Today, the American Immigration Lawyers Association (AILA) and the American Immigration Council (AIC) released a new survey today finding that Immigration and Customs Enforcement (ICE) officers and attorneys across the country are applying different standards on prosecutorial discretion despite the issuance of national policy memoranda this summer. The June 17, 2011, memo outlines for ICE agents and attorneys the criteria that would make an immigration removal case a low priority for enforcement action. These criteria include ties to America including service in the U.S. armed forces, schooling, contributions to the community, and other equities for enforcement officials to consider when deciding what course of action to take in a particular case.
The survey reflects information on all 28 offices across the United States. Shockingly, the survey reveals that most ICE offices have ignored headquarters memoranda. “We felt that ICE’s June 2011 memoranda about the use of prosecutorial discretion in certain types of immigration cases were clear and straightforward,” said AILA President Eleanor Pelta. “But,” Pelta continued, “these survey results show that ICE agents and attorneys are not willing to use the discretion they are responsible for implementing without further guidance. They are asking for more, and the agency’s leadership should help them get it,” said Pelta.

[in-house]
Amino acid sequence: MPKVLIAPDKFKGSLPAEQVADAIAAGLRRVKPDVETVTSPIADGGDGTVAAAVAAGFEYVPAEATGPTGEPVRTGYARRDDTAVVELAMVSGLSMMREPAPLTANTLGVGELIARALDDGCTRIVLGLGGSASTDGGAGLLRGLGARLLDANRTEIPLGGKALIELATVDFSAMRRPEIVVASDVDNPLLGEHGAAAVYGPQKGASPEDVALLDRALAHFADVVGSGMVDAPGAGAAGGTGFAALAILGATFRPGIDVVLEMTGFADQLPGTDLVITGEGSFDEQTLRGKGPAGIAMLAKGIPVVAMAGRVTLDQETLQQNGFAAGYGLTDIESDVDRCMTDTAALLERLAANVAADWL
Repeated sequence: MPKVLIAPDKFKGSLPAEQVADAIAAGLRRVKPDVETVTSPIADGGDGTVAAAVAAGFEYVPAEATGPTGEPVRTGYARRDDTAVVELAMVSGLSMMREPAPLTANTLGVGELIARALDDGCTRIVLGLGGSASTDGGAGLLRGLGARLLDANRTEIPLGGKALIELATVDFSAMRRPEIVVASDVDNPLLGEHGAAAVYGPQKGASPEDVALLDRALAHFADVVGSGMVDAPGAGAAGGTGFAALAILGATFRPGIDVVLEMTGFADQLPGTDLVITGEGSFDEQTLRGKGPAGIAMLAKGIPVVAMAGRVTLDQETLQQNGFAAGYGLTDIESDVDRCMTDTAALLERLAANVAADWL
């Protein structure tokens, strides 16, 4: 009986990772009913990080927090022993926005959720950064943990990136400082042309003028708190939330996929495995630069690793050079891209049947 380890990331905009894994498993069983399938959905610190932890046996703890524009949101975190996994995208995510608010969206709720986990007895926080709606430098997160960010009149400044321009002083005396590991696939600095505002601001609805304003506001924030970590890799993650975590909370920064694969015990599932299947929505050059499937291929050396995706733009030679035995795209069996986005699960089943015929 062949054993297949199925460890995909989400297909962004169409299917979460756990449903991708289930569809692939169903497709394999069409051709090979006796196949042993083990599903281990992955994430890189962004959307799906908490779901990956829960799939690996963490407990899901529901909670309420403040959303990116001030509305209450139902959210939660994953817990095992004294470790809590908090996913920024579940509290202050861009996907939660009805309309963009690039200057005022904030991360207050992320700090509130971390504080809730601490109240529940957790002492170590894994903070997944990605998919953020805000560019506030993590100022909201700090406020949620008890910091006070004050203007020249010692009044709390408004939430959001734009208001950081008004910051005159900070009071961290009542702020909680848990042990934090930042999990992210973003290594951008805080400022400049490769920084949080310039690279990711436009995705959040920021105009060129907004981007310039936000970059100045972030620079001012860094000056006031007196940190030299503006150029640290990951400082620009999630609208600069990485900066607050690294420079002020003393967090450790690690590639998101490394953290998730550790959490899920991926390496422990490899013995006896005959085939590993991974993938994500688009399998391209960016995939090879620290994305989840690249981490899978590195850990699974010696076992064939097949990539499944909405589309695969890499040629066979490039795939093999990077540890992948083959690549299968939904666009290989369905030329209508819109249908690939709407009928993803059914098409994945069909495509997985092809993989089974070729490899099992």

According to Benjamin Johnson, Executive Director of the American Immigration Council, "the June 2011 memo lays out a basic premise in law enforcement: the proper exercise of discretion is an integral part of any law enforcement effort to focus its resources effectively. If, as this survey reveals, many local immigration officials are unwilling to accept this basic premise, then the challenge for DHS and ICE is to back the memo up with the leadership, training and support necessary to make sure that these policies are actually being implemented."
The full survey may be reviewed at Holding DHS Accountable on Prosecutorial Discretion, which evidences that while some ICE offices have begun to implement the guidance, most have not and many are actively resistant. Some officials said their jobs are “to arrest and deport.”
To view the survey in it's entirety, see: